The State Bank to Vietnam devaluated the Vietnamese Dong by 7.2% ( Feb 11, 2011 )
Early this morning on its website, the State Bank of Vietnam (SBV) announced that the Vietnamese Dong (VND) mid-point reference rate will be adjusted to 20,693 from 18,932, and the trading band will be lowered to+/- 1% from +/-3%, effective from today, 11 February 2011. Accordingly, the upper ceiling rate will be adjusted to 20,900 from 19,500 which means that VND will be officially allowed to devaluate by 7.2%...
The SBV’s move aims to stabilize the FX market, which has been quite volatile for the past several months, and to help improve the trade deficit. The devaluation had been signaled by the SBV and widely anticipated by the market, hence is well priced in. Not much reaction was seen in the market today as the VN-Index closed almost flat.
Thought the size is larger than expected, we think the devaluation has certain positive impacts on the macroeconomic environment and the market. First, the exchange rate in the black market has mostly traded at around 7% - 8% higher than the official upper ceiling rate for the last several months creating liquidity issue in the FX market. It also led to increasing local residents’ hoarding of dollars and gold as a “safe” way to store their assets in view of a sooner-or-later devaluation of VND. The devaluation will help take off these pressures in the FX market, with which FX transactions at banks will be more transparent and market-driven. As a result, the country will have a more flexible and sustainable FX regime in the long run.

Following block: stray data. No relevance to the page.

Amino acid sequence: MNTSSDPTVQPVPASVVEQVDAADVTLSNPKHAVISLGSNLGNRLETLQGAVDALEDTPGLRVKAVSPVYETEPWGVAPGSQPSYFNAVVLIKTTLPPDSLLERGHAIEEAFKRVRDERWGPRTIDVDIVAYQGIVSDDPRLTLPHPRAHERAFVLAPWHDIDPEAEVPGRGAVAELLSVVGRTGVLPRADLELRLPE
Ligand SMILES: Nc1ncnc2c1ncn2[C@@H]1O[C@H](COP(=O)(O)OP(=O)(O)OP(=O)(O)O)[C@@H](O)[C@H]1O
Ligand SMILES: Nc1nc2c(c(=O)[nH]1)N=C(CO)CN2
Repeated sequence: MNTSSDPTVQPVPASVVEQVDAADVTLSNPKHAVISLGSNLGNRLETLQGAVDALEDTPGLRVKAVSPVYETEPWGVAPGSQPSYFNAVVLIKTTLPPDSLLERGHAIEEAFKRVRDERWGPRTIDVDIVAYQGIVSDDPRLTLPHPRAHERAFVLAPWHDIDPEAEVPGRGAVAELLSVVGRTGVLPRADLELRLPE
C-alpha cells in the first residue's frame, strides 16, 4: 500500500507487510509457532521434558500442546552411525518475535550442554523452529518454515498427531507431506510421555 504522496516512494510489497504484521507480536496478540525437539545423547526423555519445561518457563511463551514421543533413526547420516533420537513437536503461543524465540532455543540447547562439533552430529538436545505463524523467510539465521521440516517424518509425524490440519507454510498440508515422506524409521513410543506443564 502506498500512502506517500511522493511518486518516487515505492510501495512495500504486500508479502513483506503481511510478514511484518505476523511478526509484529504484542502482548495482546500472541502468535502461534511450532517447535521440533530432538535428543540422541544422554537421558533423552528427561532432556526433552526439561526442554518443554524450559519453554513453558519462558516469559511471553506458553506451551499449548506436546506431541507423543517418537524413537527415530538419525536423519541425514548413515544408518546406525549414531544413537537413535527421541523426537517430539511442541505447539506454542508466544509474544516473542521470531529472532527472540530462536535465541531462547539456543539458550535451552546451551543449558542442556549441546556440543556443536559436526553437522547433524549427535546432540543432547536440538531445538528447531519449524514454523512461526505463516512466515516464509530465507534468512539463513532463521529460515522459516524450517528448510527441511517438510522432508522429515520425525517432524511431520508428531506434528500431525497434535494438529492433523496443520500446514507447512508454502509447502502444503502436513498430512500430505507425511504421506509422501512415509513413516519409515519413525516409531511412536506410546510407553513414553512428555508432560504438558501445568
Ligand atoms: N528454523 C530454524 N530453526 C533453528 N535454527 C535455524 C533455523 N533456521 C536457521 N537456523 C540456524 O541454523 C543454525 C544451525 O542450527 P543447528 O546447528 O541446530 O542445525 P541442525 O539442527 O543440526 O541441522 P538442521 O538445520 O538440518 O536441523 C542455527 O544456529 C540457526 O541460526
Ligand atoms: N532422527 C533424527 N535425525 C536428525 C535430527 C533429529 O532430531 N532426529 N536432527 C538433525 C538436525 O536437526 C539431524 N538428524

Second, a higher VND/USD exchange rate will likely improve Vietnam’s trade deficit. Though January trade deficit stood at US$1 billion, down from US$1.3 billion in December last year, the government’s full-year target for 2011 is still high at around US$14 billion. With desired benefits for exports sector from the new exchange rate, we hope the trade deficit this year will not get expanded further than targeted and will stay in the controlable range. Third, the remarkable gap between the official and unofficial exchange rates in the past months have discouraged foreign investors to convert their FII capipal from USD into VND to invest in Vietnam market. The action by SBV will significantly clear away this concern and hopefully help Vietnam market to attract more FII inflows in the coming time.
Having said that, we concur with other observers that currency devaluation alone is not enough to stabilize Vietnam’s economy. In order to break the continuing cycle of devaluations, we think the government needs to send clearer signals for its preference for stability over growth for the time being. Now, it has to focus all its efforts on top priority issues, namely curbing inflation and boosting confidence in the currency by firmly implementing tighter fiscal and monetary policies in addition to the currency devaluation. If these measures are to be strictly and effectively applied, we think improvement in other major issues of balance of payments and FX reserves will likely be seen by year end.